Since the mill shut down five years ago, its rusting metal buildings have attracted transients and trespassers. Exterior walls have been tagged with graffiti, and earlier this year several of the old buildings were damaged or destroyed by arson, according to the Arcata Fire District.
As the executives walked across the parcel’s vast expanses of asphalt on Monday they explained how, with $10 million they hope to raise from investors, they plan to transform the property into a state-of-the-art cannabis campus with up to eight acres of indoor and greenhouse cultivation, plus facilities for distribution, manufacturing and more.Lumber mill operations from the 1950s into the 1980s led to discharge of toxins, including dioxin and pentachlorophenol, into Humboldt Bay, and while a consent decree required Sierra Pacific to conduct extensive cleanup and monitoring of the site, environmental concerns remain.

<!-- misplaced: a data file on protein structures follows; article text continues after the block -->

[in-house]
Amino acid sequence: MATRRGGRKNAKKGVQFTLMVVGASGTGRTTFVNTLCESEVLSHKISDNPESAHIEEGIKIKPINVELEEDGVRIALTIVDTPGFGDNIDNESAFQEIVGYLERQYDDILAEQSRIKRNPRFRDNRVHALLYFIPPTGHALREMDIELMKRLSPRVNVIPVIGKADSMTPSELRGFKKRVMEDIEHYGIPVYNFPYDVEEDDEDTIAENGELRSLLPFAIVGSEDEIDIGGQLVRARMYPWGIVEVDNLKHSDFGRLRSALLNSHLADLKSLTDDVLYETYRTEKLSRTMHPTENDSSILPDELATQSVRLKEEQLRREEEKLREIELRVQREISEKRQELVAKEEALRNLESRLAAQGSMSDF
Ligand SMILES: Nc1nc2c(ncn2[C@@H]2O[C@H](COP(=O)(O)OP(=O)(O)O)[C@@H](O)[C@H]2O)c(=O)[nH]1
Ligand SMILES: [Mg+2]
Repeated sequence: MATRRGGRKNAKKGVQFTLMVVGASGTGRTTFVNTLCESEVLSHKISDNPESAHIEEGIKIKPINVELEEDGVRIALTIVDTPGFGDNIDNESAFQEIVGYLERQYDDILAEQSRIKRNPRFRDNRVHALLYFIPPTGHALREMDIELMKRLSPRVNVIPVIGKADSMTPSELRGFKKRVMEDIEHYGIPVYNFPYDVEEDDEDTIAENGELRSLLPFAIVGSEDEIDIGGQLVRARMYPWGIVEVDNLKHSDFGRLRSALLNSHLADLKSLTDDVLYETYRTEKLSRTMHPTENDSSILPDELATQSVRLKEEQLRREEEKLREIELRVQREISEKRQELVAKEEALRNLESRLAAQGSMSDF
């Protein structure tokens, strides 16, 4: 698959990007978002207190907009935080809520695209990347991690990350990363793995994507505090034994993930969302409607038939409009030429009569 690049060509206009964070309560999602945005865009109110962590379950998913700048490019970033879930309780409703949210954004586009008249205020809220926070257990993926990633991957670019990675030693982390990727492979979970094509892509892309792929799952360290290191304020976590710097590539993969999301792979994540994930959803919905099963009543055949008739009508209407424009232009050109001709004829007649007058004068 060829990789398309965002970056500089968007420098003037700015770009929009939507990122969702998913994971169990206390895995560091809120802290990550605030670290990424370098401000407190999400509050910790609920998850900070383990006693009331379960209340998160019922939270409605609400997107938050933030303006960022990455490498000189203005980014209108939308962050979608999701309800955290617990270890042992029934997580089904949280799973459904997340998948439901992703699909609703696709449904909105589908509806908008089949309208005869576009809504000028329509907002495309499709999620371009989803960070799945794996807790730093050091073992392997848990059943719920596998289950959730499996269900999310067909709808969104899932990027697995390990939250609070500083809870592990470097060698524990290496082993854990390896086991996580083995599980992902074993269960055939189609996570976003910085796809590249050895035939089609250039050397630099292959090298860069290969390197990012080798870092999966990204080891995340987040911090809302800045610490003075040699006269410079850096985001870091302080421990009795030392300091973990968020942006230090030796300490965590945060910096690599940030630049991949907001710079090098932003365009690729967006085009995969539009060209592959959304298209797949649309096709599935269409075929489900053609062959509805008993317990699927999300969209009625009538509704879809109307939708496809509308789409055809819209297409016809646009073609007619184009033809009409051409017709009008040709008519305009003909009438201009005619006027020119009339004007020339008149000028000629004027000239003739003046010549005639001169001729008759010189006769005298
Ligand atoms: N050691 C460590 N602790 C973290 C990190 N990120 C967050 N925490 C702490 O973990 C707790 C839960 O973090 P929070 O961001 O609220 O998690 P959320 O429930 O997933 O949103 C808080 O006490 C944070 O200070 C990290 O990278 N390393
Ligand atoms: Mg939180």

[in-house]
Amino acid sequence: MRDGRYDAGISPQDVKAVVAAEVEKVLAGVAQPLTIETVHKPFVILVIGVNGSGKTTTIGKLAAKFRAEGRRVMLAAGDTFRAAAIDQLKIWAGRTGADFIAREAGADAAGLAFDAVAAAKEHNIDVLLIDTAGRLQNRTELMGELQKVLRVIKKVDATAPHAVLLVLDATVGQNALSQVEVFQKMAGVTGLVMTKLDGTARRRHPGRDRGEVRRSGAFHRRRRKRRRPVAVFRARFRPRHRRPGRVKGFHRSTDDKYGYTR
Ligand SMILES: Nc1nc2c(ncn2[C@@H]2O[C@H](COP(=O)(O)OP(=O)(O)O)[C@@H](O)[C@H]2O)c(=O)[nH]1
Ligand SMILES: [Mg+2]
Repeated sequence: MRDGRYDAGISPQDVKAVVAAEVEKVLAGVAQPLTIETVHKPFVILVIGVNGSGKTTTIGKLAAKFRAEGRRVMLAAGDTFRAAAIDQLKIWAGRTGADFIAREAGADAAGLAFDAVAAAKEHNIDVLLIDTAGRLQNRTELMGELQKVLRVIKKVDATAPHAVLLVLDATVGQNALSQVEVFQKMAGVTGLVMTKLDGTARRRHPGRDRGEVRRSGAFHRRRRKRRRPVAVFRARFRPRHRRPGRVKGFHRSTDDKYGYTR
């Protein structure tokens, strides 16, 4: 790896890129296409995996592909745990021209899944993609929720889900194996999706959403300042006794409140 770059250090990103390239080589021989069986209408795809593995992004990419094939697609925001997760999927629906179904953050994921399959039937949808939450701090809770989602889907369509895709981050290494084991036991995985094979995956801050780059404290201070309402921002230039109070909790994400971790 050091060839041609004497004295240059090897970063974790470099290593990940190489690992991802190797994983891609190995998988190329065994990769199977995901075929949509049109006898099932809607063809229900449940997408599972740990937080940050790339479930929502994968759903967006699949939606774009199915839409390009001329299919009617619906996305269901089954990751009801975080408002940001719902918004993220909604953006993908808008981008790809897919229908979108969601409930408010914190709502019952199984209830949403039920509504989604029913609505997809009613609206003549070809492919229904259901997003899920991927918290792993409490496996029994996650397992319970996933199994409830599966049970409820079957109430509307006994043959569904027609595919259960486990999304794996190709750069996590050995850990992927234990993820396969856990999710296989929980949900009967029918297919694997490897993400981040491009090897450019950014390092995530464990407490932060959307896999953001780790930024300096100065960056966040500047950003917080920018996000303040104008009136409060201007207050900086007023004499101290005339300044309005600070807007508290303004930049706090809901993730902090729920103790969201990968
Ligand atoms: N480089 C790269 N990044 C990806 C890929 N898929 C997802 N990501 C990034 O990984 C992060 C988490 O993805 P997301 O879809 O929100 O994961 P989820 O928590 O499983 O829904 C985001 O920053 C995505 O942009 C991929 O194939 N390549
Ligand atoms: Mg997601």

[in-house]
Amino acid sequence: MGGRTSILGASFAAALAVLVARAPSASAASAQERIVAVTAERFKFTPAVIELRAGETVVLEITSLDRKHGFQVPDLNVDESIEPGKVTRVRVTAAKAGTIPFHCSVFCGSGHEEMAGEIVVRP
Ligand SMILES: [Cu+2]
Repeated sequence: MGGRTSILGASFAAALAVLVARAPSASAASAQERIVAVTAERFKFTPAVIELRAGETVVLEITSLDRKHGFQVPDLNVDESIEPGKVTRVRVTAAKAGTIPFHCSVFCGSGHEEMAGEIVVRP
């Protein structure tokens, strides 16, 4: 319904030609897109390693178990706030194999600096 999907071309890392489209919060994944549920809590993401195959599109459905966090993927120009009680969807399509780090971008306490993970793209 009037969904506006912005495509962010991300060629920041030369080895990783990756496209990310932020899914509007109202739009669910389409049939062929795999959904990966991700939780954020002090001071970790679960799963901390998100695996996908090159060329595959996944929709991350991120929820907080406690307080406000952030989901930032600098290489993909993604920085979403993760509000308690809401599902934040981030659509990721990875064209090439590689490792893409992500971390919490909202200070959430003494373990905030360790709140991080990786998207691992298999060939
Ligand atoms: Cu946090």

“It’s one of the dioxin hotspots of Humboldt Bay, and any kind of ground disturbance at that site would be problematic,” said Jennifer Kalt, executive director of Humboldt Baykeeper. “But like many of these sites, as long as a redevelopment plan can be done in a way that’s protective of the slough, it’s better to clean it up than have water runoff with [those] dilapidated buildings.”